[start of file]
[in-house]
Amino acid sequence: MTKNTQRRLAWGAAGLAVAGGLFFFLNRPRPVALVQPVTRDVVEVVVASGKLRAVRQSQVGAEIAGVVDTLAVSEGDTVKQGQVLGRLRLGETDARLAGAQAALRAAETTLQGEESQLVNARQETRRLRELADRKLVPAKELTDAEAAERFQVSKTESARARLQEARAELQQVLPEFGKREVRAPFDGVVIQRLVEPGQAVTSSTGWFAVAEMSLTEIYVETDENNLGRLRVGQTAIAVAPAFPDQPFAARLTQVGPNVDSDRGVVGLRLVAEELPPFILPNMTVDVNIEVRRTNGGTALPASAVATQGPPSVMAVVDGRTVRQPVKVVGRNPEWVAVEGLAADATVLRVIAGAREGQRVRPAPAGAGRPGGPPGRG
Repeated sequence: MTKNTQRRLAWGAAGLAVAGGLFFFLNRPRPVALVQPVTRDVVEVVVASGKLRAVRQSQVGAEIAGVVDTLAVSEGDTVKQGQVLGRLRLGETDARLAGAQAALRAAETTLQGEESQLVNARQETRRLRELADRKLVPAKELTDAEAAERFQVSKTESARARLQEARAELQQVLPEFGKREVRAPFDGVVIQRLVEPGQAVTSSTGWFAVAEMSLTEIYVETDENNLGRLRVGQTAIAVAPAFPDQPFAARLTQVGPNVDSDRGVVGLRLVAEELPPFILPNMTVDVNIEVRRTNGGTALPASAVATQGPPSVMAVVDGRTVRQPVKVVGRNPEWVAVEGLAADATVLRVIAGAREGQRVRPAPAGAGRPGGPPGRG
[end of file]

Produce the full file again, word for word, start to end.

[in-house]
Amino acid sequence: MTKNTQRRLAWGAAGLAVAGGLFFFLNRPRPVALVQPVTRDVVEVVVASGKLRAVRQSQVGAEIAGVVDTLAVSEGDTVKQGQVLGRLRLGETDARLAGAQAALRAAETTLQGEESQLVNARQETRRLRELADRKLVPAKELTDAEAAERFQVSKTESARARLQEARAELQQVLPEFGKREVRAPFDGVVIQRLVEPGQAVTSSTGWFAVAEMSLTEIYVETDENNLGRLRVGQTAIAVAPAFPDQPFAARLTQVGPNVDSDRGVVGLRLVAEELPPFILPNMTVDVNIEVRRTNGGTALPASAVATQGPPSVMAVVDGRTVRQPVKVVGRNPEWVAVEGLAADATVLRVIAGAREGQRVRPAPAGAGRPGGPPGRG
Repeated sequence: MTKNTQRRLAWGAAGLAVAGGLFFFLNRPRPVALVQPVTRDVVEVVVASGKLRAVRQSQVGAEIAGVVDTLAVSEGDTVKQGQVLGRLRLGETDARLAGAQAALRAAETTLQGEESQLVNARQETRRLRELADRKLVPAKELTDAEAAERFQVSKTESARARLQEARAELQQVLPEFGKREVRAPFDGVVIQRLVEPGQAVTSSTGWFAVAEMSLTEIYVETDENNLGRLRVGQTAIAVAPAFPDQPFAARLTQVGPNVDSDRGVVGLRLVAEELPPFILPNMTVDVNIEVRRTNGGTALPASAVATQGPPSVMAVVDGRTVRQPVKVVGRNPEWVAVEGLAADATVLRVIAGAREGQRVRPAPAGAGRPGGPPGRG